Note: At relapse, CNS should be checked for occult disease.
19.10 Molecular Diagnosis and Monitoring
Minimal residual disease monitoring is well established in APL and is an integral part of the treatment of patients in the AML17 trial. This is particularly important since overall the treatment strategy aims at a de-intensification of treatment, with omission of maintenance from the original AIDA schedule and removal of chemotherapy from the ATO+ATRA arm. Patients should be advised, as is stated in the information and consent form that this is the case and it will involve marrow samples (2-3mls first pull into EDTA) being taken after each consolidation course and then at 3-monthly intervals for 36 months, and that for technical or confirmatory reasons extra tests may be recommended. Samples should be sent to Professor David Grimwade at the address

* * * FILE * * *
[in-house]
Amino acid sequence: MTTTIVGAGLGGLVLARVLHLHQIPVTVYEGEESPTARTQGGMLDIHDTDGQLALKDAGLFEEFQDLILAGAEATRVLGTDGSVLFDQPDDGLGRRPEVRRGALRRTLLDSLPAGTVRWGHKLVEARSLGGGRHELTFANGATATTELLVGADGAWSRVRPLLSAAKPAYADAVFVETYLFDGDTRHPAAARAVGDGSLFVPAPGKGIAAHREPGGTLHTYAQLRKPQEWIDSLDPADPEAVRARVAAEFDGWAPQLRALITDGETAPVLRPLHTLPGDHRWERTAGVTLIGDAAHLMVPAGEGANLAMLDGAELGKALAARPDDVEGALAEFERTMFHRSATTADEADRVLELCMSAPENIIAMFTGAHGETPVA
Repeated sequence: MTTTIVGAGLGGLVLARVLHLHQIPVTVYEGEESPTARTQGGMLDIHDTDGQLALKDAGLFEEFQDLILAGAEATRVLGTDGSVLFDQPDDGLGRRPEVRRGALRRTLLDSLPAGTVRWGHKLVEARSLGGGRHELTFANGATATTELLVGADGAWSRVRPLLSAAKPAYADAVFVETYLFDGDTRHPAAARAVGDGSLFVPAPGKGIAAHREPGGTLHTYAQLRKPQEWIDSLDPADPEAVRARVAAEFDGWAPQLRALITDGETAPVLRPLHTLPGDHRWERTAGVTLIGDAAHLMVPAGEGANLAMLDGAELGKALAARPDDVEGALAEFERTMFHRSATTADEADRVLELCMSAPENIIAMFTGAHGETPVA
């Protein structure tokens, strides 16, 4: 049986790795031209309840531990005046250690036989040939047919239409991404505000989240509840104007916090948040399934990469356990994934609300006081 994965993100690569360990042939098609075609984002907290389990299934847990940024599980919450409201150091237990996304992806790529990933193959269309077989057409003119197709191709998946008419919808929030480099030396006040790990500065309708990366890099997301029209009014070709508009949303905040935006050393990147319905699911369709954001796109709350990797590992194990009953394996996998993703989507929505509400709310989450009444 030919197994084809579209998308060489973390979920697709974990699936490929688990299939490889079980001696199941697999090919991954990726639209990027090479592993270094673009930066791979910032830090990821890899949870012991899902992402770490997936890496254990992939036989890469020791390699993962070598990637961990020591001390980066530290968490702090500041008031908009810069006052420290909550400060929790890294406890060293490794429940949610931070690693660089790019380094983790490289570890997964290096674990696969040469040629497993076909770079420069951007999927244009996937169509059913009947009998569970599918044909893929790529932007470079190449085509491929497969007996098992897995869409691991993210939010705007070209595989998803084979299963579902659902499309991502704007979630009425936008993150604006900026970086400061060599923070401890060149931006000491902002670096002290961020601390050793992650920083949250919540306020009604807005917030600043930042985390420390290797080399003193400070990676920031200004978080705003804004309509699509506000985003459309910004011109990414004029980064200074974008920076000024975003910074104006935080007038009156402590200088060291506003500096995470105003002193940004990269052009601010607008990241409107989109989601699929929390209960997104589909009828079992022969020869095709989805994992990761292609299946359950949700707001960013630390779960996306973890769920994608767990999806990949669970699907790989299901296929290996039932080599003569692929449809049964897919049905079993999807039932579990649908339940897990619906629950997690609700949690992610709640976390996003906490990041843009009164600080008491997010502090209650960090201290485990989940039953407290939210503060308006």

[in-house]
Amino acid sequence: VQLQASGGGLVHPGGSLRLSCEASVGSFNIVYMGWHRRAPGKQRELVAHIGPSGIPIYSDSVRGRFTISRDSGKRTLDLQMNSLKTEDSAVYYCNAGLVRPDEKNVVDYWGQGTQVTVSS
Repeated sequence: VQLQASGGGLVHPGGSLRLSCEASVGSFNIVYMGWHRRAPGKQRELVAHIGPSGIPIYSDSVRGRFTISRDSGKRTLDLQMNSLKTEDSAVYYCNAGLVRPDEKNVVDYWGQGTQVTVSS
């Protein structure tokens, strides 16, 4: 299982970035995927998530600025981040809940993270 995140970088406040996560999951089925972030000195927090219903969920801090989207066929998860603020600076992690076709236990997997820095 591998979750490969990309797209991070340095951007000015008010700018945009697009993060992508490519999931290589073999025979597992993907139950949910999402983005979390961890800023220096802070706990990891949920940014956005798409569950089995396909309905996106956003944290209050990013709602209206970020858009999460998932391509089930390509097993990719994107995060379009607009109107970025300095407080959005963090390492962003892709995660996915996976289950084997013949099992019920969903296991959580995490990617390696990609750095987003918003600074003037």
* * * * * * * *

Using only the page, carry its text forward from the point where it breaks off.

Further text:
below.
Medical supervision of molecular diagnostics and MRD monitoring
and advice will be undertaken by Professor David Grimwade:
Molecular Oncology Diagnostics Unit, Clinical Laboratory Services Great Maze Pond, Tel: 0207 188 3699 Fax: 0207 188 2585 Mobile: 0780 329 3372 Email: david.grimwade@genetics.kcl.ac.uk Version 2: May 2008 19.11 Supportive Care for APL Patients
APL treatment has some particular requirements with respect to supportive care which
are described in the BCSH Guideline (www.bschguidelines.com) an extract of which
is shown in Appendix G.
Version 2: May 2008 Section E: STATISTICS & TRIAL
GOVERNANCE
20. STATISTICAL CONSIDERATIONS
20.1 Patient numbers